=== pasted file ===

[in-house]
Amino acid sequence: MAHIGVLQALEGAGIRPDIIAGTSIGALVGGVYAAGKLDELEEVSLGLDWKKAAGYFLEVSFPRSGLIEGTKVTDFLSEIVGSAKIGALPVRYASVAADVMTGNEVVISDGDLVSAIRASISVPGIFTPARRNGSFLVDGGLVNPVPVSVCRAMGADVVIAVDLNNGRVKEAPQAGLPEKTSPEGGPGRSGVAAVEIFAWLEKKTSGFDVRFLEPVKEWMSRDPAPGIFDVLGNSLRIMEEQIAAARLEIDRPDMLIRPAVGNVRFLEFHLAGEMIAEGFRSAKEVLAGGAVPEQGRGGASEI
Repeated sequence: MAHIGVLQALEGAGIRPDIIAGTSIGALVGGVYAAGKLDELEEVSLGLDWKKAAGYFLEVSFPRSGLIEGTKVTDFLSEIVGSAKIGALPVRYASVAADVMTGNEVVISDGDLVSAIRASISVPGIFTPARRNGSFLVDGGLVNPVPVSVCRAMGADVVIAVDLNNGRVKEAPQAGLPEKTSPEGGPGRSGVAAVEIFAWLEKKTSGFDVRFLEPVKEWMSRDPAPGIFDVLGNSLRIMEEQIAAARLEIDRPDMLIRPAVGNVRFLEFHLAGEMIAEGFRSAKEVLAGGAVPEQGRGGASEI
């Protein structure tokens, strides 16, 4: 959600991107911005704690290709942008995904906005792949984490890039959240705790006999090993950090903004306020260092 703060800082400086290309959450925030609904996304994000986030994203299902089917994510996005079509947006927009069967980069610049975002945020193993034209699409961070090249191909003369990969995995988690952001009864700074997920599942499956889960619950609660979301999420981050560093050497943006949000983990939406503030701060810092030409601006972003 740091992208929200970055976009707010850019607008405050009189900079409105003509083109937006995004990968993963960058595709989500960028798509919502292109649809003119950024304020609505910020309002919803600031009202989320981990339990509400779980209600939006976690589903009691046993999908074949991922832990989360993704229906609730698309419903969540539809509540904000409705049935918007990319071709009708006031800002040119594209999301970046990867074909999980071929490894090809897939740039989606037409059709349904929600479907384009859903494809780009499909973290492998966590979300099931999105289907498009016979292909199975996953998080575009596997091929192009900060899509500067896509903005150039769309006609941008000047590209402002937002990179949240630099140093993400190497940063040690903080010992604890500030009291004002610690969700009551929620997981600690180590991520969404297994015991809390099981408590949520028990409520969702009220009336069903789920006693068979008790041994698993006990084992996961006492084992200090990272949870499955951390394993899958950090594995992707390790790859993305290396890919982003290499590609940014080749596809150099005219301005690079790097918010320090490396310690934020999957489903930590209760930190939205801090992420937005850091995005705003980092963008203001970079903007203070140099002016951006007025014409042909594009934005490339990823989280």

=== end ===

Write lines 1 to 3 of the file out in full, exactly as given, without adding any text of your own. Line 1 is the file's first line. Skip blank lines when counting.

[in-house]
Amino acid sequence: MAHIGVLQALEGAGIRPDIIAGTSIGALVGGVYAAGKLDELEEVSLGLDWKKAAGYFLEVSFPRSGLIEGTKVTDFLSEIVGSAKIGALPVRYASVAADVMTGNEVVISDGDLVSAIRASISVPGIFTPARRNGSFLVDGGLVNPVPVSVCRAMGADVVIAVDLNNGRVKEAPQAGLPEKTSPEGGPGRSGVAAVEIFAWLEKKTSGFDVRFLEPVKEWMSRDPAPGIFDVLGNSLRIMEEQIAAARLEIDRPDMLIRPAVGNVRFLEFHLAGEMIAEGFRSAKEVLAGGAVPEQGRGGASEI
Repeated sequence: MAHIGVLQALEGAGIRPDIIAGTSIGALVGGVYAAGKLDELEEVSLGLDWKKAAGYFLEVSFPRSGLIEGTKVTDFLSEIVGSAKIGALPVRYASVAADVMTGNEVVISDGDLVSAIRASISVPGIFTPARRNGSFLVDGGLVNPVPVSVCRAMGADVVIAVDLNNGRVKEAPQAGLPEKTSPEGGPGRSGVAAVEIFAWLEKKTSGFDVRFLEPVKEWMSRDPAPGIFDVLGNSLRIMEEQIAAARLEIDRPDMLIRPAVGNVRFLEFHLAGEMIAEGFRSAKEVLAGGAVPEQGRGGASEI